20. Doc

    Karrier WDS

    Time for a quick update. Sorry, no slaughterhouse stories this week. I took the grinder to the rivets on the old quadrant plates, so I could see where they were. Then dot-punched and drilled part way through the rivets before punching them out. After giving the quadrant a bit of a spit and polish, I glued the new plates into position before clamping the quadrant onto the bed of the mill to re-drill the rivet holes. I thought I had some rivets in stock but you no what thought did... so I ordered some from our favourite online retailer; they arrived in the post two days later. Can't complain about that. A satisfying job, all in all.
  21. Doc

    Karrier WDS

    When I was an undergraduate in the 1980's many students would go inter-railing during the long summer holidays. I did not. Instead I worked at the Elmswell Bacon Factory. Pigs came in at one end (around 3,600 per week) and everything you can make out of a pig came out the other end. They say you can use every part of a pig except its squeal; the maintenance staff found a use for it: the noise that came from the steering of the pallet trucks... but the place was awash with brine, so everything rusted. Eric King would come on shift at 6am, muttering to himself "f* job, f* job, f* hate this f* job; f* off f* home in a f* minute." This would continue until breakfast (8.30am). Well, he eventually got his wish, retiring from the job he hated, aged 65. He has since become a part of the folklore of these parts, usually invoked in a phrase such as "This is turning into an Eric King job." Why am I sharing this now? All will become clear... Here's the throttle / advance and retard quadrant. The notched plates are badly rusted so I set about making new ones. They appeared to be about 4mm thick (5/32" in all likelihood). I found some off-cuts of 3 mm and 5 mm plate under the guillotine and, since my putting on tool is away for calibration, selected the 5 mm and proceeded to machine a circle out of it. Actually, before I started I had to make some tee slot nuts to fit the rotary table. I digress... Next I milled the basic shape of the two plates. And then the job had to wait for the cutters to mill the slots in. And this is where it felt like it was turning into an Eric King job. I had ordered 2 three flute 60 degree cutters and succeeded in breaking the first one after around 10 notches. They were on an approximately 2 week lead time and I was starting to regret being so mean as to have not ordered more. But I finished the first plate, started the second... and finished it, all on the one cutter. So I'll put it down to "operator error". Next job was to release the plates from the bulk material. After a bit of fettling, they're looking pretty respectable. In closing, I will bring the story of Elmswell Bacon Factory up to date. It closed, has been demolished and developers are building houses on the site. I wonder if the street names will reflect the history of the site: Lairage Road, Tray-wash Close, Lard Room Drive, I guess not.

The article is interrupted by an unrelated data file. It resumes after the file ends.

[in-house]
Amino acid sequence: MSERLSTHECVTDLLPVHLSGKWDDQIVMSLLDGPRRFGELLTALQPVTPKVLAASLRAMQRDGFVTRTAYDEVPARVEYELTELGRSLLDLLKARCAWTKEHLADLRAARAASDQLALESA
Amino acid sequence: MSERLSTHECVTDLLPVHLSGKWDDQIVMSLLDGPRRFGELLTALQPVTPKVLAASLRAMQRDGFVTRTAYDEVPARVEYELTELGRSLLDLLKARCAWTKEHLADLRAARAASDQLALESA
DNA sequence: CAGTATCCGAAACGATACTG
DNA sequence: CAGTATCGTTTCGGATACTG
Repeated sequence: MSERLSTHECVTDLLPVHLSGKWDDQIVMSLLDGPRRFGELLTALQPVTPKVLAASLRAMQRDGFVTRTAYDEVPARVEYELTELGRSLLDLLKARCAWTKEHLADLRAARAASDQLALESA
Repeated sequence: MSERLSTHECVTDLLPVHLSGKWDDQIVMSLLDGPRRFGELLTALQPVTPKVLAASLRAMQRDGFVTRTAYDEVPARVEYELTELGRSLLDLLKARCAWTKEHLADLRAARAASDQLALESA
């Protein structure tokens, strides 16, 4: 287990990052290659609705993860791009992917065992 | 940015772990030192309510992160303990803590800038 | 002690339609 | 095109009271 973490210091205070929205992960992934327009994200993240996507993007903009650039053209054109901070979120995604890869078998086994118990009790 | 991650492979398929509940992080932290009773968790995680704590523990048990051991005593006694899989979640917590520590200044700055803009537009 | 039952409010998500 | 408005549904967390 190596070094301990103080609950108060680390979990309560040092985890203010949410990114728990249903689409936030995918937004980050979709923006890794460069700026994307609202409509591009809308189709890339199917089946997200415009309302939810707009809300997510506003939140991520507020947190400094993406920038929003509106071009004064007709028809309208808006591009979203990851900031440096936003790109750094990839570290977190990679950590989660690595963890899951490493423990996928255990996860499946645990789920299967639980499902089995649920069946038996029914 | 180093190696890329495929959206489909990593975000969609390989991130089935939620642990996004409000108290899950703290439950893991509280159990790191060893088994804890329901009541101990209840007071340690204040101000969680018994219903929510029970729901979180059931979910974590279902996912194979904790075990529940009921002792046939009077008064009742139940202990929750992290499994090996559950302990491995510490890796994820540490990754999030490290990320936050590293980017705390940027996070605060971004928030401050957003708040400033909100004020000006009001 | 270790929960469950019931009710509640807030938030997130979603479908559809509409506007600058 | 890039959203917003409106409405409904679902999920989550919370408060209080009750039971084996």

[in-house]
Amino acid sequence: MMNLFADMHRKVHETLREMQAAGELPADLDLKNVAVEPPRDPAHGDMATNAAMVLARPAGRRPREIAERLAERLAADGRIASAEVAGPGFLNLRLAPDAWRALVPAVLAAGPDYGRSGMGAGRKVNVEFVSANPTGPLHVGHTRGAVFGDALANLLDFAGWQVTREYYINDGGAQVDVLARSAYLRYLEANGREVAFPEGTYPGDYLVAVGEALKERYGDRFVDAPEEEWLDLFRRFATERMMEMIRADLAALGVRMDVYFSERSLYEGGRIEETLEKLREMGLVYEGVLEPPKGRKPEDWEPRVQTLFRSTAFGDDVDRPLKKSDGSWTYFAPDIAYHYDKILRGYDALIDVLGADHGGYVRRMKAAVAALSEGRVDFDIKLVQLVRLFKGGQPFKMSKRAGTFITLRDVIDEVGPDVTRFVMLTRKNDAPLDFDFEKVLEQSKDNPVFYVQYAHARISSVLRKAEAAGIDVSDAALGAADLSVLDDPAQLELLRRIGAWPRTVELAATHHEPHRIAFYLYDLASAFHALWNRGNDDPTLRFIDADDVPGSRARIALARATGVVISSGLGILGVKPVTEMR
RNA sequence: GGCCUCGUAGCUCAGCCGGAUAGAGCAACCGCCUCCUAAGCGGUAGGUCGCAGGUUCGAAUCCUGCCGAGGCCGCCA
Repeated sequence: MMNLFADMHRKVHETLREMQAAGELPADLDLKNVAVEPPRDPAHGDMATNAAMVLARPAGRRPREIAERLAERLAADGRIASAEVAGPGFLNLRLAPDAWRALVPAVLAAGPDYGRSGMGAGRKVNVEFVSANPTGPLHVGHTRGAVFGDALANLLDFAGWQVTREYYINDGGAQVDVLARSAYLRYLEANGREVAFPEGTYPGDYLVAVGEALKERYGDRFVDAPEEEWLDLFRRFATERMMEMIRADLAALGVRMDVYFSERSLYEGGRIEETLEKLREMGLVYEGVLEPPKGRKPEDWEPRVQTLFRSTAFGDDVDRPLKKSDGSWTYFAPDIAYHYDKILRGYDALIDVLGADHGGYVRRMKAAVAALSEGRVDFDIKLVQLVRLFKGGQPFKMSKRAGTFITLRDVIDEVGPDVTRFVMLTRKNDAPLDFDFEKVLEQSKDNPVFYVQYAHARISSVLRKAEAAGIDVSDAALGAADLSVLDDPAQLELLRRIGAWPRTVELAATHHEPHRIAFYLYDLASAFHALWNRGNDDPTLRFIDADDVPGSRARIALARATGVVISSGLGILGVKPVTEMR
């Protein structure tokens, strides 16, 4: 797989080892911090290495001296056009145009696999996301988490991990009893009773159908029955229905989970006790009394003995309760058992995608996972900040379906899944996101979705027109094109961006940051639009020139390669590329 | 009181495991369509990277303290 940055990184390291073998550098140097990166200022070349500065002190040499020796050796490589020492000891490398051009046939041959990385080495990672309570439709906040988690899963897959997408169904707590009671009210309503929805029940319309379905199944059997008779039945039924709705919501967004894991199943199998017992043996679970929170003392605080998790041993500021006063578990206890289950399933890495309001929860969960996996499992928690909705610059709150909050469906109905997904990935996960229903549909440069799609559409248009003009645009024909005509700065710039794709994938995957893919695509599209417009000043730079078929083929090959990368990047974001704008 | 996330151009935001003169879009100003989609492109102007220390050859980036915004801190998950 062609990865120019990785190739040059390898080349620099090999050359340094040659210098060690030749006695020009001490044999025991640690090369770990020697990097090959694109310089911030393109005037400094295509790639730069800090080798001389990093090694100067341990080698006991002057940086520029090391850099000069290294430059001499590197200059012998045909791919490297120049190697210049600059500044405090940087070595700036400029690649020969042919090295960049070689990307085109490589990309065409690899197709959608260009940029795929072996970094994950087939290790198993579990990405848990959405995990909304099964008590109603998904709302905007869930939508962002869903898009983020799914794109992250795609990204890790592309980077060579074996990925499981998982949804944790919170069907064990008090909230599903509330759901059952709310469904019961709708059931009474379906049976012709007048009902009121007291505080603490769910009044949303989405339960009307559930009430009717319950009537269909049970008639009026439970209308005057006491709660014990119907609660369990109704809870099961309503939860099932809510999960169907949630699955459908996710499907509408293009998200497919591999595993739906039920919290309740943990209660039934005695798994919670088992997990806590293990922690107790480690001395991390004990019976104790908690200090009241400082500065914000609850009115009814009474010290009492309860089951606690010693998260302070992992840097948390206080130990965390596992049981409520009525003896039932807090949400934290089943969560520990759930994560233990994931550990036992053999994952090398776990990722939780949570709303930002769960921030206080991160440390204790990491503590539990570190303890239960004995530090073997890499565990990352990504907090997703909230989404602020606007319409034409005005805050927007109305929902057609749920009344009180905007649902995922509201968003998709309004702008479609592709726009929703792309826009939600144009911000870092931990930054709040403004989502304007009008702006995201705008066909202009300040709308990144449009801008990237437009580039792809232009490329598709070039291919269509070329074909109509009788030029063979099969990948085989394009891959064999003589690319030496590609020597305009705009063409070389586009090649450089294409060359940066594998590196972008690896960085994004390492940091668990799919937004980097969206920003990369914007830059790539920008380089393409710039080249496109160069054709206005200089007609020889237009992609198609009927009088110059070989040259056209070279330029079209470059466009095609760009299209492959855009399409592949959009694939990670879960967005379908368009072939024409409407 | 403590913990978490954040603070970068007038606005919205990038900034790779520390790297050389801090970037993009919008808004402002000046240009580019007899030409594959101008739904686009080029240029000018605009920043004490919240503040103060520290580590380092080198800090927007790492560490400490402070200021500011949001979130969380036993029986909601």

22. Try E Dobson &Co., Keighley. They made the copper non-asbestos gaskets for my Karrier (and numerous other projects). Just send them an old gasket to copy (in a self-sealing polythene bag) or knock out a paper template. Quick turnaround and very reasonable on price (or at least I thought so). Doc.